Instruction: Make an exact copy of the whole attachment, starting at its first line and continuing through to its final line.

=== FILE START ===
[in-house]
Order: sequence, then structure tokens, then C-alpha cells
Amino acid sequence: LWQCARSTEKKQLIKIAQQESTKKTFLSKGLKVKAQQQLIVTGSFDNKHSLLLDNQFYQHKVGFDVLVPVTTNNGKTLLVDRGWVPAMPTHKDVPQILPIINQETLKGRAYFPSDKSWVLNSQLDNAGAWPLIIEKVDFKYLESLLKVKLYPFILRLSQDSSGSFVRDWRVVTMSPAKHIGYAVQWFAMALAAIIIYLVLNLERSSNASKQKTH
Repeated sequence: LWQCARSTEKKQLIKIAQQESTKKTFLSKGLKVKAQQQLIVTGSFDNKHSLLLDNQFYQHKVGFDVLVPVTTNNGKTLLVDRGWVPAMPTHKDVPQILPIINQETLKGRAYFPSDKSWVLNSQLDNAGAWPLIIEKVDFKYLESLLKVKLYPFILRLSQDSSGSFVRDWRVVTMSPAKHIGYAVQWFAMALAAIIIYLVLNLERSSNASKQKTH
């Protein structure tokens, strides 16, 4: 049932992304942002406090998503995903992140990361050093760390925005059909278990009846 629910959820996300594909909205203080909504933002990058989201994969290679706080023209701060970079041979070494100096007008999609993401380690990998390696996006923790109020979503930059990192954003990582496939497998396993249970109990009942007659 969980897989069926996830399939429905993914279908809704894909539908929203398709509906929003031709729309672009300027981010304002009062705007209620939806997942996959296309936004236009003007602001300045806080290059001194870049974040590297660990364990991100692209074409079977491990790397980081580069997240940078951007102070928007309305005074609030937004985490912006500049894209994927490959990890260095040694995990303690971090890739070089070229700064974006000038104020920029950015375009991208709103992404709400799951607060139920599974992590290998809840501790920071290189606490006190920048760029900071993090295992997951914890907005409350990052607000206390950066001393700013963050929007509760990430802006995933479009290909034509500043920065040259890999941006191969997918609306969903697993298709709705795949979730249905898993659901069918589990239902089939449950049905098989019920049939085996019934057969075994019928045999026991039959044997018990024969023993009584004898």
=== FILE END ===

[in-house]
Order: sequence, then structure tokens, then C-alpha cells
Amino acid sequence: LWQCARSTEKKQLIKIAQQESTKKTFLSKGLKVKAQQQLIVTGSFDNKHSLLLDNQFYQHKVGFDVLVPVTTNNGKTLLVDRGWVPAMPTHKDVPQILPIINQETLKGRAYFPSDKSWVLNSQLDNAGAWPLIIEKVDFKYLESLLKVKLYPFILRLSQDSSGSFVRDWRVVTMSPAKHIGYAVQWFAMALAAIIIYLVLNLERSSNASKQKTH
Repeated sequence: LWQCARSTEKKQLIKIAQQESTKKTFLSKGLKVKAQQQLIVTGSFDNKHSLLLDNQFYQHKVGFDVLVPVTTNNGKTLLVDRGWVPAMPTHKDVPQILPIINQETLKGRAYFPSDKSWVLNSQLDNAGAWPLIIEKVDFKYLESLLKVKLYPFILRLSQDSSGSFVRDWRVVTMSPAKHIGYAVQWFAMALAAIIIYLVLNLERSSNASKQKTH
């Protein structure tokens, strides 16, 4: 049932992304942002406090998503995903992140990361050093760390925005059909278990009846 629910959820996300594909909205203080909504933002990058989201994969290679706080023209701060970079041979070494100096007008999609993401380690990998390696996006923790109020979503930059990192954003990582496939497998396993249970109990009942007659 969980897989069926996830399939429905993914279908809704894909539908929203398709509906929003031709729309672009300027981010304002009062705007209620939806997942996959296309936004236009003007602001300045806080290059001194870049974040590297660990364990991100692209074409079977491990790397980081580069997240940078951007102070928007309305005074609030937004985490912006500049894209994927490959990890260095040694995990303690971090890739070089070229700064974006000038104020920029950015375009991208709103992404709400799951607060139920599974992590290998809840501790920071290189606490006190920048760029900071993090295992997951914890907005409350990052607000206390950066001393700013963050929007509760990430802006995933479009290909034509500043920065040259890999941006191969997918609306969903697993298709709705795949979730249905898993659901069918589990239902089939449950049905098989019920049939085996019934057969075994019928045999026991039959044997018990024969023993009584004898």